London, long a top travel destination, is rich in history, has a wealth of museums, and monuments, plus a vibrant restaurant scene. Still, it’s nice to get out of the city and day trip-it to a nearby area. Bath, Stonehenge, even Paris are popular options, but don’t forget about Canterbury, a cathedral city in southeast England famous for its pilgrimage site from the middle ages.
[The Miller] swoor, “By armes, and by blood and bones,
I kan a noble tale for the nones,
With which I wol now quite the Knyghtes tale.”
If you feel as though you just time traveled back to high school lit class you’re not probably not alone – the above quote is from The Canterbury Tales, written by Geoffrey Chaucer between 1387 and 1400, and I remember daydreaming through much of it. It is the story of a group of thirty people who travel as pilgrims to Canterbury. They come from all layers of society and tell stories to each other to kill time while they travel to the shrine in Canterbury. Some of the characters are funny and rude (i.e. “colorful”), while others are moral and reflective. Chaucer is important because The Canterbury Tales was one of the first major works in literature written in English, and it helped put Canterbury on the map.
The massive romanesque and gothic cathedral that dominates the city is a compelling reason to hop on a train. Founded in 597, the Canterbury Cathedral is one of the oldest and most famous Christian structures, and is best known for the murder of Sir Thomas Becket by the knights of King Henry II, and for the pilgrimage that Chaucer wrote about in the late 1300’s.
Located beyond the Cathedral, are the remains of St.Augustines Abbey, one of the oldest monastic sites in England. When Henry VIII seized the abbey in the 16th century, he destroyed some of the buildings and converted others into a royal manor for his fourth wife, Anne of Cleves. In 1541 parts of the abbey were torn down and most the stone was sold locally. The library, containing two thousand manuscripts, was destroyed. The ruins of the Abbey are now a UNESCO world heritage site.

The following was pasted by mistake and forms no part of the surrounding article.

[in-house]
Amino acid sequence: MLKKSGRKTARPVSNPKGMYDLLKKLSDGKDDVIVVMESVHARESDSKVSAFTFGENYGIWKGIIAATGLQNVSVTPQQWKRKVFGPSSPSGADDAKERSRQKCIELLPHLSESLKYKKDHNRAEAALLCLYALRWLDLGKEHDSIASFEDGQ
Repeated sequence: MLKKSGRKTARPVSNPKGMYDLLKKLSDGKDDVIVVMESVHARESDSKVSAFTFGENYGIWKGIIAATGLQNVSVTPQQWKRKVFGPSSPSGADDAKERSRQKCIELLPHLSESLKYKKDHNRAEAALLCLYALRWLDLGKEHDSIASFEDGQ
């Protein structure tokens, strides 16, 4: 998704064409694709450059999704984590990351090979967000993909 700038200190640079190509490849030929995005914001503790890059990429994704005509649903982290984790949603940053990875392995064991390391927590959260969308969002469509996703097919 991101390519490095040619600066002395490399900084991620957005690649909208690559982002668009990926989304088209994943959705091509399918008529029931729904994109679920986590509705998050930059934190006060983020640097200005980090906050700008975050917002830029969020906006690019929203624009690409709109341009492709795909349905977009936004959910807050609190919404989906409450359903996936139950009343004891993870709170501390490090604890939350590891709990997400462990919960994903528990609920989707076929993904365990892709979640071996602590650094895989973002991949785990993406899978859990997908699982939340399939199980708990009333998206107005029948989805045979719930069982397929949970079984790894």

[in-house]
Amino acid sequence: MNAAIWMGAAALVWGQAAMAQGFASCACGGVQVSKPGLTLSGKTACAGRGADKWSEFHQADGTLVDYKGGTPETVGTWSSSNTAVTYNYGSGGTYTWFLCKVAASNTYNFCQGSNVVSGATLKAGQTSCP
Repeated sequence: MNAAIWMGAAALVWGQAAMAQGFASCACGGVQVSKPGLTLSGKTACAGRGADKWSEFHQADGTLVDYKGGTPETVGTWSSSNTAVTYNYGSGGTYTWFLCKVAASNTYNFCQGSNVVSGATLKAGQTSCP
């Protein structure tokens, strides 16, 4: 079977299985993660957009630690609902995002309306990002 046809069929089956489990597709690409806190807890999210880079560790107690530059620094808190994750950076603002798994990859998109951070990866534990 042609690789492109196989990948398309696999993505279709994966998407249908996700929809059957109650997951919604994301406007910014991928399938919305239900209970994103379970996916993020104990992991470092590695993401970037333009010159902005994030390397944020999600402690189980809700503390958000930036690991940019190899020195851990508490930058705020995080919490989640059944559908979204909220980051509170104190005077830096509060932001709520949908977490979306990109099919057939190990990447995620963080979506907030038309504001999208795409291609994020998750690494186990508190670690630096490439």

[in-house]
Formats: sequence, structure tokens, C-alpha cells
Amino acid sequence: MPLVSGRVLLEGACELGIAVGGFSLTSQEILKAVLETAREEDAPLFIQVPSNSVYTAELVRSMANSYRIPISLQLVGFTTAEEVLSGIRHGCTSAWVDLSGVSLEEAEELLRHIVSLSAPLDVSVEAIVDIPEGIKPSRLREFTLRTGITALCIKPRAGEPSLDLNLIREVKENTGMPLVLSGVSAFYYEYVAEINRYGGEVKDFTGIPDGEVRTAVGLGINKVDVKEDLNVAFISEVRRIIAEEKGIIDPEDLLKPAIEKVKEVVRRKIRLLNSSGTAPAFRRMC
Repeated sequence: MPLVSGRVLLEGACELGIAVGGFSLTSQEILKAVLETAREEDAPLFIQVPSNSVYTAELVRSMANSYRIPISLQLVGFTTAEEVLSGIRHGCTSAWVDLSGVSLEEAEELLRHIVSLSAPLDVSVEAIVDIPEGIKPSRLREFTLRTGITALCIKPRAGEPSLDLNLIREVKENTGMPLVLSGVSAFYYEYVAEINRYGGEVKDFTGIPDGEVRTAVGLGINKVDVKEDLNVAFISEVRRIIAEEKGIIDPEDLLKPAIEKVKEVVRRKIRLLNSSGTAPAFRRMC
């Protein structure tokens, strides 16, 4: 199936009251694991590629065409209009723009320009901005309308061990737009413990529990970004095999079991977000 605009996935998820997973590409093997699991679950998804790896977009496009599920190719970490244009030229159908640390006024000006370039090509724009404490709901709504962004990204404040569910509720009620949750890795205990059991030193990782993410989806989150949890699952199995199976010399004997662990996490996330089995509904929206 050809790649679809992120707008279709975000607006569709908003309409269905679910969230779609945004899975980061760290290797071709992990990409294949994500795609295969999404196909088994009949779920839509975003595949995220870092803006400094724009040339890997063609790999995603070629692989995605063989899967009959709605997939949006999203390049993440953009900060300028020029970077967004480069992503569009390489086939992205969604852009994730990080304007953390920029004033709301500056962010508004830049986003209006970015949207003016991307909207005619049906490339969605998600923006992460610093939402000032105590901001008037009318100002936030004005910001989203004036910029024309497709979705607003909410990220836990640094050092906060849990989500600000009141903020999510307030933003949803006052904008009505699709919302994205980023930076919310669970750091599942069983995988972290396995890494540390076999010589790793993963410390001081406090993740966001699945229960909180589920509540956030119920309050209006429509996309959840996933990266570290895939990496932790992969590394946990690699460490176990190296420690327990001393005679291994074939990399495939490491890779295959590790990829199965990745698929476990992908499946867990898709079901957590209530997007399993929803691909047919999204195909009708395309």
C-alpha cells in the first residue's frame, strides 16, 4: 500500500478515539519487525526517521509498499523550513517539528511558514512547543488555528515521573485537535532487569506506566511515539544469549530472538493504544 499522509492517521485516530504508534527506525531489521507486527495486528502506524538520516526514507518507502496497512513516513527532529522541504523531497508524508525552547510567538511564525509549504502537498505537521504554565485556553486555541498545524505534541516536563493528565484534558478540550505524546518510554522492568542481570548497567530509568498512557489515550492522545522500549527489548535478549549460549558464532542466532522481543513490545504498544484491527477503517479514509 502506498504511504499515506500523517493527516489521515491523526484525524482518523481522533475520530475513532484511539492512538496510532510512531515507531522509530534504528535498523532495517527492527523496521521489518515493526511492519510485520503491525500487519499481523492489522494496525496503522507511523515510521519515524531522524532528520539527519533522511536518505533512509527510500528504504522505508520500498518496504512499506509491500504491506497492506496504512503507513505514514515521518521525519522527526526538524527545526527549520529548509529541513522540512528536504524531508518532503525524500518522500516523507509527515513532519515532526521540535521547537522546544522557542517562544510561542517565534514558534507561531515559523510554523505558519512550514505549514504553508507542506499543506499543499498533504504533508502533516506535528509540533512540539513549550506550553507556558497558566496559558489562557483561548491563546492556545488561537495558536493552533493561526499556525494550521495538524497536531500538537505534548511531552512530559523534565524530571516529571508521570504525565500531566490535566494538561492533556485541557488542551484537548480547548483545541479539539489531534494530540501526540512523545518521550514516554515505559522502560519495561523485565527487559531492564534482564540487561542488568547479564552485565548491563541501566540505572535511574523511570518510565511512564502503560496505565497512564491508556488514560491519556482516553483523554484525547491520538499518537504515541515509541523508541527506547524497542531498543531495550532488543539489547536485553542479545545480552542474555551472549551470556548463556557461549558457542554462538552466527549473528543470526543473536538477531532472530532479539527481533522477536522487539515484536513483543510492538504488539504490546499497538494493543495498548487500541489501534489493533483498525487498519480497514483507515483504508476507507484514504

Canterbury is easy to see in a day. Currently, there are trains from London St. Pancras Station to Canterbury in as little as an hour, leaving plenty of time to tour the town and the cathedral, and to grab lunch at a local restaurant. The train station is an easy walk to the main street.
The city itself, although defined by its past, still has a busy modern vibe. Similar to Edinburgh’s Royal Mile, the King’s Mile has a variety of independent retailers and other shops along the old cobbled street. There is also a large student population who support the interesting dining, shopping and nightlife scene.
Canterbury is home to Greyfriars Chapel, Britain’s oldest Franciscan building which spans the River Stour. You can explore the ruins of the Norman Castle and view the Westgate Towers which has stood over the road to London for six centuries. Eastbridge Hospital was founded following the murder of St Thomas Becket to provide accommodation for poor pilgrims visiting his tomb. The building includes the early 13th century painting of Christ in Glory. Also, don’t forget the 13th and 14th century medieval city walls surrounding the city, built on the line of original Roman walls. Some have survived and offer great views of the town. Look for Castle and Broad Streets for access.
The impressive Christchurch Gate, built between 1504 and 1521, is the main entry into the Cathedral grounds. Try to find the sculpted heads of Prince Arthur, elder brother of Henry VIII, who married Catherine of Aragon in 1501. After Arthur’s death, Catherine married Henry VIII, and most of us know what happens next. Catherine is unable to produce a male heir and after twenty-five years of marriage led henry to divorce her, breaking with the Catholic Church and altering the course of English history.
Also recommended is the charming visitor attraction, The Canterbury Tales, an audio visual recreation of 14th century English life. Here you’ll meet Chaucer’s pilgrims at the Tabard Inn near London and view scenes illustrating five tales. Located on St. Margaret’s Street.”
Where to Eat: We grabbed lunch at Kitch, an all natural cafe located on St. Peter’s Street. The atmosphere is charming, and the food is fresh and delicious. Other top recommendations: Pinocchio’s – Italian Restaurant in a light airy space, 64 Castle Street, Café du Soleil – menu inspired by Provence and Italy, 5 Pound Lane, Deeson’s – modern British dining in elegant venue, 25-27 Sun Street, Café des Amis – Canterbury’s original Mexican Restaurant, 95 St Dunstan’s Street.
If you do go to Canterbury, I hope you enjoy your day in Southeast England. Don’t forget to wander around on your own for a while to enjoy the unexpected sights and sounds you might find along the way, and think about writing down your thoughts when you return to your hotel at the end of the day. It’s nice to reread and daydream about your trip once you return back home to reality.